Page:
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NetApp and EMC are two dominant suppliers in the $25B enterprise data storage industry.  As such, I am often asked what makes NetApp different from EMC or, why someone might choose to purchase products from either company.  In answering, I explain that in the 30-odd years I worked in the data storage industry, I’ve seen five distinct differences emerge between these two companies:

 

     1. EMC thinks mainframe; NetApp thinks open systems (you can’t change your DNA)

 

EMC was born in 1979 and made a name selling memory boards for large IBM mainframes.  In 1990, they introduced the Symmetrix “Integrated Cached Storage Array” for these same mainframes.  Over time, as mainframes declined and open systems servers arose, EMC transitioned the Symmetrix into an open system storage array with mainframe-class features. EMC developed a loyal following amongst mainframe IT workers who appreciated the toughness that the Symmetrix brought.

 

NetApp came along in 1992; about the same time that EMC was in transition to open systems.  In contrast to EMC, NetApp started with a clean slate and designed a networked storage array specific to UNIX and Widows file servers. Using a stripped-down design approach, NetApp built an early base of loyal customers that appreciated the simplicity and efficiency of a purpose-built storage array.

 

     2. EMC believes in a different tool for each job, NetApp believes one tool can do many jobs

 

Recognizing that not everyone required a mainframe-tough storage array, EMC expanded its storage lineup over time by acquiring storage arrays from Data General (1999), Data Domain (2009), and Isilon (2010). As a result, EMC today delivers 4 different storage platforms, each with its own architecture and a feature set suited for particular applications and IT workload environments.  This group of 4 architectures consists of 20 distinct products which include Symmetrix VMAX (2 models), Isilon (9 models), Data Domain (4 models), and VNX (5 models).  Customers who like lots of choices appreciate the breadth of EMC’s storage products.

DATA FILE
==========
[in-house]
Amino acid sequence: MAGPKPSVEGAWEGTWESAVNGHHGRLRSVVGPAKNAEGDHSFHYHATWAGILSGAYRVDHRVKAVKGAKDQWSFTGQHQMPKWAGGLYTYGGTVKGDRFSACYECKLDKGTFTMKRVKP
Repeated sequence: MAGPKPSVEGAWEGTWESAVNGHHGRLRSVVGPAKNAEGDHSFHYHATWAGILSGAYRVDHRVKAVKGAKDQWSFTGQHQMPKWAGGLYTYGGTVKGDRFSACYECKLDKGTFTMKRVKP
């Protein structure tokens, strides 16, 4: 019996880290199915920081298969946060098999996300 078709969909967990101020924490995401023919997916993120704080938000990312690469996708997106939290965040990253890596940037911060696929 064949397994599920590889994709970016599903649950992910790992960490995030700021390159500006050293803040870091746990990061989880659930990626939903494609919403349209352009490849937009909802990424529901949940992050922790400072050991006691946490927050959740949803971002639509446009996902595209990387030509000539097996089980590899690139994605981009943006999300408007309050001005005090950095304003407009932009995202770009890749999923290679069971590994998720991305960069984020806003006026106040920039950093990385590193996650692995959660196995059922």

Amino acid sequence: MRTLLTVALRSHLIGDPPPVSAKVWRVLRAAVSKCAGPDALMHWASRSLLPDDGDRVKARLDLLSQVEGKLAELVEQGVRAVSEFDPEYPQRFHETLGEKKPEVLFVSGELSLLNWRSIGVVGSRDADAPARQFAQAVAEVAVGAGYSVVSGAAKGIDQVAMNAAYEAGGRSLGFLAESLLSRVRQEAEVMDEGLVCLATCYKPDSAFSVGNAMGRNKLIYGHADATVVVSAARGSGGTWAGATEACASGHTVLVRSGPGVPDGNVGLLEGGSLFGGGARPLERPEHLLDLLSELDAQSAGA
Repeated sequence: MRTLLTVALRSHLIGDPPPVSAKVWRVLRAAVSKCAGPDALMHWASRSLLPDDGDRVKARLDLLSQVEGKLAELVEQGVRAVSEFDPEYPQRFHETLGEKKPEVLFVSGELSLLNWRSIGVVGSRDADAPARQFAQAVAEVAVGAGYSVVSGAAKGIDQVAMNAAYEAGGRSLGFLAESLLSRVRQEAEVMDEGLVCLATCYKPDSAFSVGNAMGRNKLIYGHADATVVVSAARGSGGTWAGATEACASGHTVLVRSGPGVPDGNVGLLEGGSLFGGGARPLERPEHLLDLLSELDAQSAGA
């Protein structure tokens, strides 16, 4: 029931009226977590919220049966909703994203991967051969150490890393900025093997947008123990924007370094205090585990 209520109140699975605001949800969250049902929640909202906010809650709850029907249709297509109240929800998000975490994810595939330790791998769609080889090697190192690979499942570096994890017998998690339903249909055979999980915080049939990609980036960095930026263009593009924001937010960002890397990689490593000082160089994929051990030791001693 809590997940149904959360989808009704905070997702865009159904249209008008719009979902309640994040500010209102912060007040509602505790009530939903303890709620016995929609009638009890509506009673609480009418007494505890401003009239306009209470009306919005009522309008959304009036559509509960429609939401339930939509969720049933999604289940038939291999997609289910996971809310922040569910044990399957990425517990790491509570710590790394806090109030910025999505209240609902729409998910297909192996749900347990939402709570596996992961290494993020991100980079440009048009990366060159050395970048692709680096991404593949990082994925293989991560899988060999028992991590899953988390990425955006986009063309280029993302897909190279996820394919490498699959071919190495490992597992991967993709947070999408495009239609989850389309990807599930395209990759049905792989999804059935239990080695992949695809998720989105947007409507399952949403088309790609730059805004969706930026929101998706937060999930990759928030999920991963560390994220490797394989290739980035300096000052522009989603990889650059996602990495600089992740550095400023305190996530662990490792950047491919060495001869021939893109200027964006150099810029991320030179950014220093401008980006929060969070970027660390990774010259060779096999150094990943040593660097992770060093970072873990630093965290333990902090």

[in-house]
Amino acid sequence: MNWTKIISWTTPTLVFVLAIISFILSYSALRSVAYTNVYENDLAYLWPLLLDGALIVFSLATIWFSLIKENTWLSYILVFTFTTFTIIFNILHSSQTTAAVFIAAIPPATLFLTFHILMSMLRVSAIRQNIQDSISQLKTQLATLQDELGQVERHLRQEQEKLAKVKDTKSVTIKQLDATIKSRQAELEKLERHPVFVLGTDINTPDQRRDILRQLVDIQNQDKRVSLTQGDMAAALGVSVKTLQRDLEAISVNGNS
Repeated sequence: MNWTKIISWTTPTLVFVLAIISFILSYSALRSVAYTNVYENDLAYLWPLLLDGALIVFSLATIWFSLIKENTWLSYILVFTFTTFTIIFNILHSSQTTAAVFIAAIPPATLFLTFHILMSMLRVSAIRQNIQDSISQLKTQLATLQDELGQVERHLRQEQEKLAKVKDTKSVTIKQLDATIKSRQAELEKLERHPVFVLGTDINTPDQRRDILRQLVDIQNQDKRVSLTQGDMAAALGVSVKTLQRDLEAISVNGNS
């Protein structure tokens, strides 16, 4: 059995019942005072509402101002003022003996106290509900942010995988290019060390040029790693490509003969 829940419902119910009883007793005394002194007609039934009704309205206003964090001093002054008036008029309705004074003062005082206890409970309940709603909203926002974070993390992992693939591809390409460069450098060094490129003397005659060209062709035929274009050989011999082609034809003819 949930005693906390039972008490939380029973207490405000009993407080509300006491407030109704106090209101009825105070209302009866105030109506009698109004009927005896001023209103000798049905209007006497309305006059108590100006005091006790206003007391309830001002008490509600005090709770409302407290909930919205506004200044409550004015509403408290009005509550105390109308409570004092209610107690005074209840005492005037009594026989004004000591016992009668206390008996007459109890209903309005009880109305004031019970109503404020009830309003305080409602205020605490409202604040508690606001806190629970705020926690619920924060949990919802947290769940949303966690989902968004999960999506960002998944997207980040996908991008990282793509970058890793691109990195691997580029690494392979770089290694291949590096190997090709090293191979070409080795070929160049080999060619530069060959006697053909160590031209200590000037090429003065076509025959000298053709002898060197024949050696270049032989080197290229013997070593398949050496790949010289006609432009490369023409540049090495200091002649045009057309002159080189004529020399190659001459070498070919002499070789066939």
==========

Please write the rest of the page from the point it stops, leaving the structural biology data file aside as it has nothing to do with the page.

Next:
Also recognizing that customers have varying needs, NetApp took a different path – a single storage architecture that provides a uniform set of ever-expanding features that can be enabled as needed.  The NetApp FAS (Fabric Attached Storage) system is a group of 8 models within a common architecture.  These systems share a mutual set of capabilities and communicate using a universal API.  FAS systems can be deployed individually or within large virtual system clusters. Customers who prefer simplicity and efficiency appreciate the building-block approach of NetApp’s single storage architecture.

 

     3. EMC believes in expansion via acquisition; NetApp believes in internal innovation

 

Since 1996, EMC has acquired over 50 companies; or roughly 1 company every 100 days. As such, it is evident that EMC utilizes acquisition as their chief method in advancing product scope and competitiveness.  Customers who prefer diverse holding companies consider EMC as an alternative to individual, less solvent, start-ups.